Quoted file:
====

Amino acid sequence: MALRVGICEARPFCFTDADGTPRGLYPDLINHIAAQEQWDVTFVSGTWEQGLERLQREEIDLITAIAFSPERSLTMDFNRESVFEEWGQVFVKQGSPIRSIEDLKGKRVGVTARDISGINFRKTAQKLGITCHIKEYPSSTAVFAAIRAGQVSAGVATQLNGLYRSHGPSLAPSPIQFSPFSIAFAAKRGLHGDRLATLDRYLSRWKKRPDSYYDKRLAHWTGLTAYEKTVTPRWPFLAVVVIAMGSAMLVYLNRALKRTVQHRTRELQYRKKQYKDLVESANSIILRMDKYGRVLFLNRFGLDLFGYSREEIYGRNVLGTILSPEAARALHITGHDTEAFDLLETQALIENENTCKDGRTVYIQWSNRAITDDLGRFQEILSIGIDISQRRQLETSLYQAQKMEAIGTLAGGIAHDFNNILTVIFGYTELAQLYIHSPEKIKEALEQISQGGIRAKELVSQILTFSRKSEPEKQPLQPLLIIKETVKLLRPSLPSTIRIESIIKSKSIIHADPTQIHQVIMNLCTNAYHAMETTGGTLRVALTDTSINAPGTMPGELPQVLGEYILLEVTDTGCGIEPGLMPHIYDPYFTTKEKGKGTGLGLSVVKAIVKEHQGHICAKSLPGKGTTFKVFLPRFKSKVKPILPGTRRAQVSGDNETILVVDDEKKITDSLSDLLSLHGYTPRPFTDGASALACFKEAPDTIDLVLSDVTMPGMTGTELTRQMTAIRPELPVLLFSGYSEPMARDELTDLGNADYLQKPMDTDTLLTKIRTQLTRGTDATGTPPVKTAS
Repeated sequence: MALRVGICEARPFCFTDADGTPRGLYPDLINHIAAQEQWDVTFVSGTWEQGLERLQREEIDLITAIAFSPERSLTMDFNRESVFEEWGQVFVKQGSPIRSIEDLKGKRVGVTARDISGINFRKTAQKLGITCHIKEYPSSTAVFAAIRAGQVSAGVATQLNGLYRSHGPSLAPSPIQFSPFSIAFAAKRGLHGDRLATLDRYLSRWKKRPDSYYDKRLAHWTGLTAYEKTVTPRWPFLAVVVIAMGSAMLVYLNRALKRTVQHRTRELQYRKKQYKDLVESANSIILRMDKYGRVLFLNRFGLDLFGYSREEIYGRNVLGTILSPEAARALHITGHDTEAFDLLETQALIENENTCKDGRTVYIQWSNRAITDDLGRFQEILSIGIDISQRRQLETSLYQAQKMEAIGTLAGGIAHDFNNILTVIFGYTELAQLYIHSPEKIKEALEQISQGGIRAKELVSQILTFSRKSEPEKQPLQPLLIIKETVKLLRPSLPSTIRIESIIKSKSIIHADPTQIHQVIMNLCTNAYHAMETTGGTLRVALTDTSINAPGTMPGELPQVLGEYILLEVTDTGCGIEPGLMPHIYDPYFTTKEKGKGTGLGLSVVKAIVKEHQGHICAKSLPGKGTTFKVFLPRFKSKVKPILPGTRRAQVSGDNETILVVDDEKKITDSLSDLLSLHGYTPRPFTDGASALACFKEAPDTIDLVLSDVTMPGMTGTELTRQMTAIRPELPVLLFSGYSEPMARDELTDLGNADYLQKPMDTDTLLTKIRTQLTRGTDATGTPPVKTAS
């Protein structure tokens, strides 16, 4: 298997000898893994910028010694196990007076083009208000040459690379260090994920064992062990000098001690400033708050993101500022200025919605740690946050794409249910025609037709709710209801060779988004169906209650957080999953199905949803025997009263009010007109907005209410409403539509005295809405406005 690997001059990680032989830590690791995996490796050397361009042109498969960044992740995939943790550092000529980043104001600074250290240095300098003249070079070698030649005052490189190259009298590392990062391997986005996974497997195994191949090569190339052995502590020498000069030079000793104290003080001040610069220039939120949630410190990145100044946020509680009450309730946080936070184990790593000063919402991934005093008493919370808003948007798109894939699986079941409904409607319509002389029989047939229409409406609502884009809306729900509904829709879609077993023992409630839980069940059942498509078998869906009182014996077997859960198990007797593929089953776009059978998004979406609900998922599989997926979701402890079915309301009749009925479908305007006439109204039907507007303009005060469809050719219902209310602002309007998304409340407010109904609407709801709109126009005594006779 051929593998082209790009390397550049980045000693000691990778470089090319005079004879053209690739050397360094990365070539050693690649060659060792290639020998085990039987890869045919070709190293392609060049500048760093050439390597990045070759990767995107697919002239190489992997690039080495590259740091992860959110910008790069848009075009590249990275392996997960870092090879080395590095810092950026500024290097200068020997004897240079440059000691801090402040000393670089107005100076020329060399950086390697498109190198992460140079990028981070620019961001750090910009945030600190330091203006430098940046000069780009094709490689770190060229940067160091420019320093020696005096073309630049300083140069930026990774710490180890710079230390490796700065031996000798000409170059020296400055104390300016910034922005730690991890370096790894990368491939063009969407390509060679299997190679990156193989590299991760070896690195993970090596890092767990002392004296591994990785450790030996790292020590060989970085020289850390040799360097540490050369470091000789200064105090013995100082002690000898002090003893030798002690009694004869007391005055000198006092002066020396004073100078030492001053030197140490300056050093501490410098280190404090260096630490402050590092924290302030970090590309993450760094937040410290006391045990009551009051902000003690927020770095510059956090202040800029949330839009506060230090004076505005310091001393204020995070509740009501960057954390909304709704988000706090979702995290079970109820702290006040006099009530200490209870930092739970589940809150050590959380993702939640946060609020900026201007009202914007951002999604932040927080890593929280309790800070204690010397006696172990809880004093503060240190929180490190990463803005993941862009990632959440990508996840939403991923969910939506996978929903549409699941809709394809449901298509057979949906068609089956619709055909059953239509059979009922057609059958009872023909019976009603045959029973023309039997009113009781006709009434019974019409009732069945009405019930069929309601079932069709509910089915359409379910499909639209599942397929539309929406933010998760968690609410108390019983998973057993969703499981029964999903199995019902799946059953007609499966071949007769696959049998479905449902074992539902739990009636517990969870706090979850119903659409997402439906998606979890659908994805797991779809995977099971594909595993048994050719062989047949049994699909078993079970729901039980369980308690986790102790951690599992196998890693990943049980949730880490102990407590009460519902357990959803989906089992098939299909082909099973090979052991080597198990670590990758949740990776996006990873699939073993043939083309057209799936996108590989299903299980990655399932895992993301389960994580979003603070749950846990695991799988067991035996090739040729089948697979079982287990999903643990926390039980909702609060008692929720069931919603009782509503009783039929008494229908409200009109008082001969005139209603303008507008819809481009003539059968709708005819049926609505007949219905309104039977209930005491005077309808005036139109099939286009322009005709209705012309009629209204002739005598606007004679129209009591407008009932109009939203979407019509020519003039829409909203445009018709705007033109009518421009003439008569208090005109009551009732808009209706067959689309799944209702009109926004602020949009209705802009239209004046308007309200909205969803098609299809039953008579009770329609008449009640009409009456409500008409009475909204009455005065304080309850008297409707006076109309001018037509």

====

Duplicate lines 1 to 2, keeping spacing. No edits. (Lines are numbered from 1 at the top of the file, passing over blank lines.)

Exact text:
Amino acid sequence: MALRVGICEARPFCFTDADGTPRGLYPDLINHIAAQEQWDVTFVSGTWEQGLERLQREEIDLITAIAFSPERSLTMDFNRESVFEEWGQVFVKQGSPIRSIEDLKGKRVGVTARDISGINFRKTAQKLGITCHIKEYPSSTAVFAAIRAGQVSAGVATQLNGLYRSHGPSLAPSPIQFSPFSIAFAAKRGLHGDRLATLDRYLSRWKKRPDSYYDKRLAHWTGLTAYEKTVTPRWPFLAVVVIAMGSAMLVYLNRALKRTVQHRTRELQYRKKQYKDLVESANSIILRMDKYGRVLFLNRFGLDLFGYSREEIYGRNVLGTILSPEAARALHITGHDTEAFDLLETQALIENENTCKDGRTVYIQWSNRAITDDLGRFQEILSIGIDISQRRQLETSLYQAQKMEAIGTLAGGIAHDFNNILTVIFGYTELAQLYIHSPEKIKEALEQISQGGIRAKELVSQILTFSRKSEPEKQPLQPLLIIKETVKLLRPSLPSTIRIESIIKSKSIIHADPTQIHQVIMNLCTNAYHAMETTGGTLRVALTDTSINAPGTMPGELPQVLGEYILLEVTDTGCGIEPGLMPHIYDPYFTTKEKGKGTGLGLSVVKAIVKEHQGHICAKSLPGKGTTFKVFLPRFKSKVKPILPGTRRAQVSGDNETILVVDDEKKITDSLSDLLSLHGYTPRPFTDGASALACFKEAPDTIDLVLSDVTMPGMTGTELTRQMTAIRPELPVLLFSGYSEPMARDELTDLGNADYLQKPMDTDTLLTKIRTQLTRGTDATGTPPVKTAS
Repeated sequence: MALRVGICEARPFCFTDADGTPRGLYPDLINHIAAQEQWDVTFVSGTWEQGLERLQREEIDLITAIAFSPERSLTMDFNRESVFEEWGQVFVKQGSPIRSIEDLKGKRVGVTARDISGINFRKTAQKLGITCHIKEYPSSTAVFAAIRAGQVSAGVATQLNGLYRSHGPSLAPSPIQFSPFSIAFAAKRGLHGDRLATLDRYLSRWKKRPDSYYDKRLAHWTGLTAYEKTVTPRWPFLAVVVIAMGSAMLVYLNRALKRTVQHRTRELQYRKKQYKDLVESANSIILRMDKYGRVLFLNRFGLDLFGYSREEIYGRNVLGTILSPEAARALHITGHDTEAFDLLETQALIENENTCKDGRTVYIQWSNRAITDDLGRFQEILSIGIDISQRRQLETSLYQAQKMEAIGTLAGGIAHDFNNILTVIFGYTELAQLYIHSPEKIKEALEQISQGGIRAKELVSQILTFSRKSEPEKQPLQPLLIIKETVKLLRPSLPSTIRIESIIKSKSIIHADPTQIHQVIMNLCTNAYHAMETTGGTLRVALTDTSINAPGTMPGELPQVLGEYILLEVTDTGCGIEPGLMPHIYDPYFTTKEKGKGTGLGLSVVKAIVKEHQGHICAKSLPGKGTTFKVFLPRFKSKVKPILPGTRRAQVSGDNETILVVDDEKKITDSLSDLLSLHGYTPRPFTDGASALACFKEAPDTIDLVLSDVTMPGMTGTELTRQMTAIRPELPVLLFSGYSEPMARDELTDLGNADYLQKPMDTDTLLTKIRTQLTRGTDATGTPPVKTAS